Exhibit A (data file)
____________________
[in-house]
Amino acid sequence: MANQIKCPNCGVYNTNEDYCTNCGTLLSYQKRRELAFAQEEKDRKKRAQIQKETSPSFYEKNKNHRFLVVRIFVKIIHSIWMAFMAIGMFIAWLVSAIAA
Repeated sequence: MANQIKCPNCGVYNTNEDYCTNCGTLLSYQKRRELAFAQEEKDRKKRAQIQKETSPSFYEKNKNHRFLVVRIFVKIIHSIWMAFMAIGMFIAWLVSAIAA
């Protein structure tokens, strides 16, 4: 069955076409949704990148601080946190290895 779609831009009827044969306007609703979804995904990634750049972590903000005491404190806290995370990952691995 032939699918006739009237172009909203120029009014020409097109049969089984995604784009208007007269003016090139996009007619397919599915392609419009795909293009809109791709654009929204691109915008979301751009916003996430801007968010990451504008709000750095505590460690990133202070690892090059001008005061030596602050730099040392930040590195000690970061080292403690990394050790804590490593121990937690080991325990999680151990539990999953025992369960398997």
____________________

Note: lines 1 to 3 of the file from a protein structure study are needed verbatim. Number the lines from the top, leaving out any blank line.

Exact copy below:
[in-house]
Amino acid sequence: MANQIKCPNCGVYNTNEDYCTNCGTLLSYQKRRELAFAQEEKDRKKRAQIQKETSPSFYEKNKNHRFLVVRIFVKIIHSIWMAFMAIGMFIAWLVSAIAA
Repeated sequence: MANQIKCPNCGVYNTNEDYCTNCGTLLSYQKRRELAFAQEEKDRKKRAQIQKETSPSFYEKNKNHRFLVVRIFVKIIHSIWMAFMAIGMFIAWLVSAIAA